- “When you say we are people, not consumers, I find it very strange. We consume food. We consume colas. We consume a lot of alcohol. We consume content on Television and online. And what we consume is very different in each of these four States.”
- “For example, we openly ask in the South for pickle (Avakkai in Andhra, Oorugai in TN, Upilkai in Karnataka or Kadumanga in Kerala). People like it in the South. But in some parts of the North, people will get very upset if you ask for pickle – they will think you don’t like the flavour of the food.”
- “No, they won’t. I come from mango country. There are 72 variants of mango pickle in the South. There are over 740 variants all over the North. Get your maths right. I am Aam Aadmi. Don’t tell me about aam (mango).”
- “I agree with Shaleen’s point on not changing the idea. I think it is very lazy to also not change the expressions. Creative people in all agencies in this country have to work hard on the expressions of the idea. Because that is where you convert the consumer to your brand.”
- “You are stating things as convenient. You say that you don’t want Hindi ads. But you want Nagma, you want Khushboo, you’ve now got Kajal Agarwal, you have Tamannah. Accept everything gracefully rather than living in a little cocoon. We want our Rahman to go global but we don’t want to accept an Anu Mallik here?”
- “I am not saying that we should not accept anything. I am only saying that we are oversimplifying things by saying everything can be universal.”
- “There’s a vedic saying ‘Ekam sath vipra bahuda vadanthi’...”
- “Nobody understood you.”
- “It means that the truth is one, people call it by many names. John Lasseter, chief animationist at Pixar, which has created many movies like Finding Nemo, Cars and Ratatouille, was asked about the secret of so many successful hits in a row. His answer was: ‘I celebrate the universality of human emotions’.”
- “Should we celebrate our differences? Or should we celebrate our consistencies? I am a hundred per cent sure that the kind of world our kids will grow into, will be populated by brands that are universal. Two days back, Apple launched its phone in China. There was no advertising by Apple and the product is flying off the shelves. When you see a good painting, across cultures, people are stunned. Contrary to what Madhukar said, great ideas travel – and they are culture-neutral.”
- “We have to be very sensitive to culture if we want to have deeper connects. If you think you have changed the celebrity and created an ad in the local language and it’s enough, you are wrong. Marketers who are waiting for markets to become big before addressing them with local communication, are committing a mistake. There is an opportunity to do local connects and become big in each of the four South markets. And cultures are not going to die.”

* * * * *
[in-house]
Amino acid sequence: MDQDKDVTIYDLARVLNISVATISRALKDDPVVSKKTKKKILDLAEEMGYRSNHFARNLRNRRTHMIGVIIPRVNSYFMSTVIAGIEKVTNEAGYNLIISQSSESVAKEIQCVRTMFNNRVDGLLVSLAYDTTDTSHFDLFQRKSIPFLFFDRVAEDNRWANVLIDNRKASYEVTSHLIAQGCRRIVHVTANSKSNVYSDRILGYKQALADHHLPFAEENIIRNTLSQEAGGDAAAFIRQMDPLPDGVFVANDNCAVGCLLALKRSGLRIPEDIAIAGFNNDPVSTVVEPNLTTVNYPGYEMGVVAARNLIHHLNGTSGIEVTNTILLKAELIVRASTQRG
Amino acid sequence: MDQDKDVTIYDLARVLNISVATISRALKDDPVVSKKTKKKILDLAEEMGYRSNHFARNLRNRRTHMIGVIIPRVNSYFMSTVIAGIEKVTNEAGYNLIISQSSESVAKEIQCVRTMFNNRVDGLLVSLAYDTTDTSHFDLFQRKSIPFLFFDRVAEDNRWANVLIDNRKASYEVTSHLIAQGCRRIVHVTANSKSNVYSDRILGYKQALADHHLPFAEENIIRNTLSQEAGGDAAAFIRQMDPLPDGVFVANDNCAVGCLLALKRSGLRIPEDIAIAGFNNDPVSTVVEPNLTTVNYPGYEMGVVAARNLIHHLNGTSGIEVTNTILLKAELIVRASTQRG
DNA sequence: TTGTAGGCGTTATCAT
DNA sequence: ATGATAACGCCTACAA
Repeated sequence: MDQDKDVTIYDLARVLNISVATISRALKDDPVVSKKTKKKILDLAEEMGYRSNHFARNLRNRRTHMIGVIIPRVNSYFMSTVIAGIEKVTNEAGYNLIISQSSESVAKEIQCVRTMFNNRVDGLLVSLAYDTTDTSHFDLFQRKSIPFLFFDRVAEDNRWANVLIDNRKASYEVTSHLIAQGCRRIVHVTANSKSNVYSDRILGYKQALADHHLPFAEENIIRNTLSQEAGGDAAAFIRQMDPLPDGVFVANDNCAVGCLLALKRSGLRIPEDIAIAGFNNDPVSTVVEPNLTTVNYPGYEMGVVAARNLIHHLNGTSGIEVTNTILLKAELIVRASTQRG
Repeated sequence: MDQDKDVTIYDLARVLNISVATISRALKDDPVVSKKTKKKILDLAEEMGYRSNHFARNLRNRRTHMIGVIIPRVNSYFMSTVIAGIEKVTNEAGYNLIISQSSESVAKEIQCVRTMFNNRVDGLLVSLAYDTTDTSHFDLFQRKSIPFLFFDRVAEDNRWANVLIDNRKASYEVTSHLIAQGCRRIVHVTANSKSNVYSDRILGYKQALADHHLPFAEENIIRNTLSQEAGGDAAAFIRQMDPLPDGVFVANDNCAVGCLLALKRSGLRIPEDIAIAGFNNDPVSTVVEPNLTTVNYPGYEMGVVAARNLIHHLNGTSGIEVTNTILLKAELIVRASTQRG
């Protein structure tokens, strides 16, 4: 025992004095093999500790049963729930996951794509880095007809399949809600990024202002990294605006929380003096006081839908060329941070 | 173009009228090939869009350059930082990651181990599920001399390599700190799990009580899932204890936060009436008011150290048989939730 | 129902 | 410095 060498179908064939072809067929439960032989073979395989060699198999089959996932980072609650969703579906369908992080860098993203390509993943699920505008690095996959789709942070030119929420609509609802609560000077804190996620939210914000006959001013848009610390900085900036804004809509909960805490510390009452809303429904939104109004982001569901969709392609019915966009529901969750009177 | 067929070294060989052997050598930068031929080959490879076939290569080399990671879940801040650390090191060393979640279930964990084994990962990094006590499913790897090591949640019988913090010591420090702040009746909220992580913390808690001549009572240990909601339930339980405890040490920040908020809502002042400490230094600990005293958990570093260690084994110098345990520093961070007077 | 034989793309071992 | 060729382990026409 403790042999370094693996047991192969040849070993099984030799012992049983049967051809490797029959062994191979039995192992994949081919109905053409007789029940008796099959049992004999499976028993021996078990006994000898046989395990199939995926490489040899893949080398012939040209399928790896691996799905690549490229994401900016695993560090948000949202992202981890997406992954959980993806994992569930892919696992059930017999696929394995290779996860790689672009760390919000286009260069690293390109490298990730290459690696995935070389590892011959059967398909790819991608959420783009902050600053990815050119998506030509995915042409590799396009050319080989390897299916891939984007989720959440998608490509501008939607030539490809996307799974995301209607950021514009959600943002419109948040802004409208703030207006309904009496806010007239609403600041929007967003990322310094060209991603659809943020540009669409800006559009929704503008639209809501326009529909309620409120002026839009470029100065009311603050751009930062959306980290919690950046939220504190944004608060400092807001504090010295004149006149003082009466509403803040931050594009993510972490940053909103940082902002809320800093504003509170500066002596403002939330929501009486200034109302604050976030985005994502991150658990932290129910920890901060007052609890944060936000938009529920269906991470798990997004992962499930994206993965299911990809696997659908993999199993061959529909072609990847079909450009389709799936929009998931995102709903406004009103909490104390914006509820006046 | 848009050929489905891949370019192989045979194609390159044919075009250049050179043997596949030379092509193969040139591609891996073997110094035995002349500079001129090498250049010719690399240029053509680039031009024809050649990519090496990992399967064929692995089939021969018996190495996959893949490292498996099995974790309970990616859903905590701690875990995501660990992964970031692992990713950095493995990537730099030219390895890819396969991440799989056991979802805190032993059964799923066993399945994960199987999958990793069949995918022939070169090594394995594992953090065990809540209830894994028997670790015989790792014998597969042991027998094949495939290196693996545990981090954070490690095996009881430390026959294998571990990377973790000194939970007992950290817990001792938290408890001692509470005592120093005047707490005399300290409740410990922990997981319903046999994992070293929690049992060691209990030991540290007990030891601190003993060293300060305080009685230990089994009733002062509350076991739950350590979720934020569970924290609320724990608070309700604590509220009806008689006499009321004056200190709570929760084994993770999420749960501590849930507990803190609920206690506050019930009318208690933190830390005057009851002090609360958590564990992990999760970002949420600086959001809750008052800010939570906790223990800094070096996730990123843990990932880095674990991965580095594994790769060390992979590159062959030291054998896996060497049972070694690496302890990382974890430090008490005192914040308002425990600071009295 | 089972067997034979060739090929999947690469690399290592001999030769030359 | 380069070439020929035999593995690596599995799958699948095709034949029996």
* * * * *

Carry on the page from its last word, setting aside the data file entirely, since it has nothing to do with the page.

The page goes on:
- “There is no one answer to anything, because people are different. You cannot take the view that if anything comes from the North it is bad and it will not be accepted. We have accepted many things. We should not stereotype our own selves. We are changing. We need to look at similarities and then reach out to people.”
- “Our opposition is talking of 22 States, but every 22 kilometres the dialect changes in our country – there are more than 6500. What do you do? If each 20 kilometre stretch is going to give you enough returns, if the media is available, and you can localise your communication to that, then they will do it. Till then, you need to optimise it. If you want to look at the differences, you will see lots of differences. Though we are South Indians, we are an integral part of the country. Let us not allow us to be stereotyped. If we do, we will see more ‘lungi dances’ coming out of Bollywood.”
At the end of the debate, moderator Latha Menon urged the audience, which had taken a stand at the beginning ‘For’ or ‘Against’ the motion, to revise their positions based on the arguments made by both teams.
Based on the audience’s response, Menon declared the team speaking ‘For’ the motion as the winner. The verdict was: ‘There will be no real consumer connect, unless advertising is specially created for each South market’.